Sensitivity analysis

Table 5 presents the sensitivity analysis results for the association between AD and varicose veins. AD was significantly related to a prior varicose veins diagnosis even after excluding patients diagnosed with varicose veins within the 1, 2, or 3 years preceding the diagnosis of AD (adjusted HRs were 1.659, 1.787, and 1.857, respectively) and adjusting the frequency of outpatient visiting.

Table 5. Sensitivity analysis for excluding patients diagnosed with varicose veins within 1–3 years preceding the diagnosis of dementia

CI: confidence interval; * Comparison of patients had at least 1-year history of varicose veins and control group; † Comparison of patients had at least 2-year history of varicose veins and control group; ‡ Comparison of patients had at least 3-year history of varicose veins and control group; § Further adjust frequency of outpatient visits; || Competitive risk model with adjust for age, gender, coronary artery disease, cancer, chronic renal failure, chronic liver disease, chronic obstructive pulmonary disease, depression, diabetic mellitus, head injury, hearing loss, heart failure, hypertension, hyperlipidemia, Parkinson’s disease, stroke, alcoholism, tobacco use disorder, sleep apnea, and obesity; { Competitive risk model with adjust for age, gender, coronary artery disease, cancer, chronic renal failure, chronic liver disease, chronic obstructive pulmonary disease, depression, diabetic mellitus, head injury, hearing loss, heart failure, hypertension, hyperlipidemia, Parkinson’s disease, stroke, alcoholism, tobacco use disorder, sleep apnea, obesity, and frequency of outpatient visits.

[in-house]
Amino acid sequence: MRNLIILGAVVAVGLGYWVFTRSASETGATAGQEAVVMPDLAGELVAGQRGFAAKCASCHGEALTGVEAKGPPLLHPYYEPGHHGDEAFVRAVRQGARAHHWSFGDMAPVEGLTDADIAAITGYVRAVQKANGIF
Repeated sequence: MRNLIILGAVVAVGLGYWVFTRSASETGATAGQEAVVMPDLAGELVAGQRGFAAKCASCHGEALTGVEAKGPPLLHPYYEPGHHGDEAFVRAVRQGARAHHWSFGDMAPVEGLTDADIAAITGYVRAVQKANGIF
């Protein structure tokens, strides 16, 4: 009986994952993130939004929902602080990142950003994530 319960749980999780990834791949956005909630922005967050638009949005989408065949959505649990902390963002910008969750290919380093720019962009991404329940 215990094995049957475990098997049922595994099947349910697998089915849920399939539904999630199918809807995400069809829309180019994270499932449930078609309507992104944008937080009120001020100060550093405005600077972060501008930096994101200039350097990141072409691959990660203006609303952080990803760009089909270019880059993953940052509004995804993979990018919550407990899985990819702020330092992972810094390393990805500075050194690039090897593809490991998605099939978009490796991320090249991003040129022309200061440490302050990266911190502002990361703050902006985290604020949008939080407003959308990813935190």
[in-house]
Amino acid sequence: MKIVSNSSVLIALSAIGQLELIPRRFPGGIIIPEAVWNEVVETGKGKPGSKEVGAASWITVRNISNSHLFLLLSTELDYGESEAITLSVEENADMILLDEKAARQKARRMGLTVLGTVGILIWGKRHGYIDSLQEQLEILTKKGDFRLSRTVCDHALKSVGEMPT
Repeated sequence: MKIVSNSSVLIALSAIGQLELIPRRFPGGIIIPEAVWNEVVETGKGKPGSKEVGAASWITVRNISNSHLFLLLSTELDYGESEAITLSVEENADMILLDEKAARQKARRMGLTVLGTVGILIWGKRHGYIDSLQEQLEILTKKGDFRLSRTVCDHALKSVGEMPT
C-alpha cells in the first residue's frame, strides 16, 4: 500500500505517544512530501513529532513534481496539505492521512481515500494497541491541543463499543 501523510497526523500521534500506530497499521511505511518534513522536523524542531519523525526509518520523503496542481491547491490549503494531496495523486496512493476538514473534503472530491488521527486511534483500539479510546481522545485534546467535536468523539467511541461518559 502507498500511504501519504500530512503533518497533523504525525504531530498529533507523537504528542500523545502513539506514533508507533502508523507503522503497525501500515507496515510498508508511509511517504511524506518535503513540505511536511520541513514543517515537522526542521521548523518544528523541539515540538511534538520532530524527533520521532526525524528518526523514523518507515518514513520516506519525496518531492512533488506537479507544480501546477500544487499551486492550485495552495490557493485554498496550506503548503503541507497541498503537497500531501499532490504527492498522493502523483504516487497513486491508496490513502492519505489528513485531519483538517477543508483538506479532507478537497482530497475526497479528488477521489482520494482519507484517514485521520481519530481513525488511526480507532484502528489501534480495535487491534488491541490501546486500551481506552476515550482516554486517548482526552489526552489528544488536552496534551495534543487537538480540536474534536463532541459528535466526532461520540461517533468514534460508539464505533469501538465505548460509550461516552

Discussion

In this population-based study, we found that patients diagnosed with varicose veins had an increased incidence of AD, especially those older than 65 years. We also found patients with complicated varicose veins had higher incidence of AD than uncomplicated cases.
The present study showed that patients diagnosed with varicose veins have a female predominance and a higher prevalence of coronary artery disease, chronic liver disease, COPD, chronic renal failure, depression, heart failure, hypertension, hyperlipidemia, and stroke. The demographic data was similar to one previous large study in Taiwan (14). Several studies have shown that patients diagnosed with varicose veins have higher levels of inflammatory markers than healthy controls, such as monocyte chemoattractant protein-1, interleukin (IL) -6, intercellular adhesion molecule 1, vascular cell adhesion protein 1 (VCAM-1), and P-selectin (22, 23). In addition, one recent study demonstrated the expression of pro-inflammatory cytokines, such as IL-1αand tumor necrosis factor (TNF)-α in peripheral blood mononuclear cells were higher in patients with venous leg ulcers than control individuals (24). Another cohort study also showed patients with the chronic inflammation caused by high grade of varicose veins may be related to increasing mortality and major adverse cardiovascular events (25). These findings suggested varicose veins may potentiate endothelial cell dysfunction as well as local and systemic proinflammatory environment, which may be associated with the development of other systemic comorbidities, especially those with complicated varicose veins.